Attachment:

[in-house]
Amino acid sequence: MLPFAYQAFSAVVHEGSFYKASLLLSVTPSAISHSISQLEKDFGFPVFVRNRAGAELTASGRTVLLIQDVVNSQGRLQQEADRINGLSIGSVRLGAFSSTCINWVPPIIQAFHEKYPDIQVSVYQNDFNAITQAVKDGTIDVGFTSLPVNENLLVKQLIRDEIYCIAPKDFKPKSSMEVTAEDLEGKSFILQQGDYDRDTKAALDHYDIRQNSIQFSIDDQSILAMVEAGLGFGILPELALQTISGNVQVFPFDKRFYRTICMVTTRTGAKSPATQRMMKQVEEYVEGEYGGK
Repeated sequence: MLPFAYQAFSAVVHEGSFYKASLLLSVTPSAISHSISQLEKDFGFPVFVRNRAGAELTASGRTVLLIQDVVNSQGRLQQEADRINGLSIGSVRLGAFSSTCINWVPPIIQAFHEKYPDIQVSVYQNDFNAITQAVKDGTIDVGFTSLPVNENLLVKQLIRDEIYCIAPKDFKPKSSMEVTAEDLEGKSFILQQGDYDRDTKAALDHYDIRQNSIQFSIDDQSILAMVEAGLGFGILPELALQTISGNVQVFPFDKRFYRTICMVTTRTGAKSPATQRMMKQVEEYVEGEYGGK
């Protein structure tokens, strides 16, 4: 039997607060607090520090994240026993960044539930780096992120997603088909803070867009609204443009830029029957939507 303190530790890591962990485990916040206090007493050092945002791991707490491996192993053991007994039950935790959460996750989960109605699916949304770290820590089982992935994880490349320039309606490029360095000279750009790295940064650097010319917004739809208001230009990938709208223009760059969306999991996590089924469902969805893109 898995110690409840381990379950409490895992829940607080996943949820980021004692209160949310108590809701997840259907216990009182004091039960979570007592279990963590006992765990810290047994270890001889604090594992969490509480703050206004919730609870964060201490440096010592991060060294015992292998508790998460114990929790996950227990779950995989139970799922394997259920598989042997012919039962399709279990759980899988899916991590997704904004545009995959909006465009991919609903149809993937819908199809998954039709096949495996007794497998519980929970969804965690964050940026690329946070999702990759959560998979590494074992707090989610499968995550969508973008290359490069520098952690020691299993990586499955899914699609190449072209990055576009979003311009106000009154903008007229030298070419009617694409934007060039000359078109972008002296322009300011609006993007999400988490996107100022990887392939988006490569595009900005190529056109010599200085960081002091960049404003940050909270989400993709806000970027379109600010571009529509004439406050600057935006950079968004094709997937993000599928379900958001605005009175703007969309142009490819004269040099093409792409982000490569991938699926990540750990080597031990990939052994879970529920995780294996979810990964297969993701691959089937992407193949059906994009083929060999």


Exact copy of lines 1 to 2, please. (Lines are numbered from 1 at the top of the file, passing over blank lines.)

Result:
[in-house]
Amino acid sequence: MLPFAYQAFSAVVHEGSFYKASLLLSVTPSAISHSISQLEKDFGFPVFVRNRAGAELTASGRTVLLIQDVVNSQGRLQQEADRINGLSIGSVRLGAFSSTCINWVPPIIQAFHEKYPDIQVSVYQNDFNAITQAVKDGTIDVGFTSLPVNENLLVKQLIRDEIYCIAPKDFKPKSSMEVTAEDLEGKSFILQQGDYDRDTKAALDHYDIRQNSIQFSIDDQSILAMVEAGLGFGILPELALQTISGNVQVFPFDKRFYRTICMVTTRTGAKSPATQRMMKQVEEYVEGEYGGK